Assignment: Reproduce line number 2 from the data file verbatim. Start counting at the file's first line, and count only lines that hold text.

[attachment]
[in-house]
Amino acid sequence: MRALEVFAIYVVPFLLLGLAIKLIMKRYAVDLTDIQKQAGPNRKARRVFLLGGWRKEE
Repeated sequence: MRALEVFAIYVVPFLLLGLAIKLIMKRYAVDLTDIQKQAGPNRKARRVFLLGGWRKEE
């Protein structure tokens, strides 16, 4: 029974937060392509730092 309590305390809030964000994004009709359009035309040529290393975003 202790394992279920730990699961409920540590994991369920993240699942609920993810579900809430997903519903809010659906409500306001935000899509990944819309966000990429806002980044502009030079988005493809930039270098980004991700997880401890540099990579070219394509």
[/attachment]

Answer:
Amino acid sequence: MRALEVFAIYVVPFLLLGLAIKLIMKRYAVDLTDIQKQAGPNRKARRVFLLGGWRKEE